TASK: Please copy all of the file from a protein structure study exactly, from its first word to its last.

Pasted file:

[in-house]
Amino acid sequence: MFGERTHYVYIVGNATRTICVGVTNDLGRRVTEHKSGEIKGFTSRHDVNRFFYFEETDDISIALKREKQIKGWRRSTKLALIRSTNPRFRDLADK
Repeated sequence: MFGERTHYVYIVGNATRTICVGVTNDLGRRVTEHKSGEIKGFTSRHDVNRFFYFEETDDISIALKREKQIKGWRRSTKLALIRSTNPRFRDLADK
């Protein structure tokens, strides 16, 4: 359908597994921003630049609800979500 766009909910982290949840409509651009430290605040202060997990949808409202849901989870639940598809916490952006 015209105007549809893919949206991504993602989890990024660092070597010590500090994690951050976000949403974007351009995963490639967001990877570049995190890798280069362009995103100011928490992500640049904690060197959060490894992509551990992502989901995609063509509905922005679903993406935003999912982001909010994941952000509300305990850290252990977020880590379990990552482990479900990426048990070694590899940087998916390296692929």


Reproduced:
[in-house]
Amino acid sequence: MFGERTHYVYIVGNATRTICVGVTNDLGRRVTEHKSGEIKGFTSRHDVNRFFYFEETDDISIALKREKQIKGWRRSTKLALIRSTNPRFRDLADK
Repeated sequence: MFGERTHYVYIVGNATRTICVGVTNDLGRRVTEHKSGEIKGFTSRHDVNRFFYFEETDDISIALKREKQIKGWRRSTKLALIRSTNPRFRDLADK
């Protein structure tokens, strides 16, 4: 359908597994921003630049609800979500 766009909910982290949840409509651009430290605040202060997990949808409202849901989870639940598809916490952006 015209105007549809893919949206991504993602989890990024660092070597010590500090994690951050976000949403974007351009995963490639967001990877570049995190890798280069362009995103100011928490992500640049904690060197959060490894992509551990992502989901995609063509509905922005679903993406935003999912982001909010994941952000509300305990850290252990977020880590379990990552482990479900990426048990070694590899940087998916390296692929």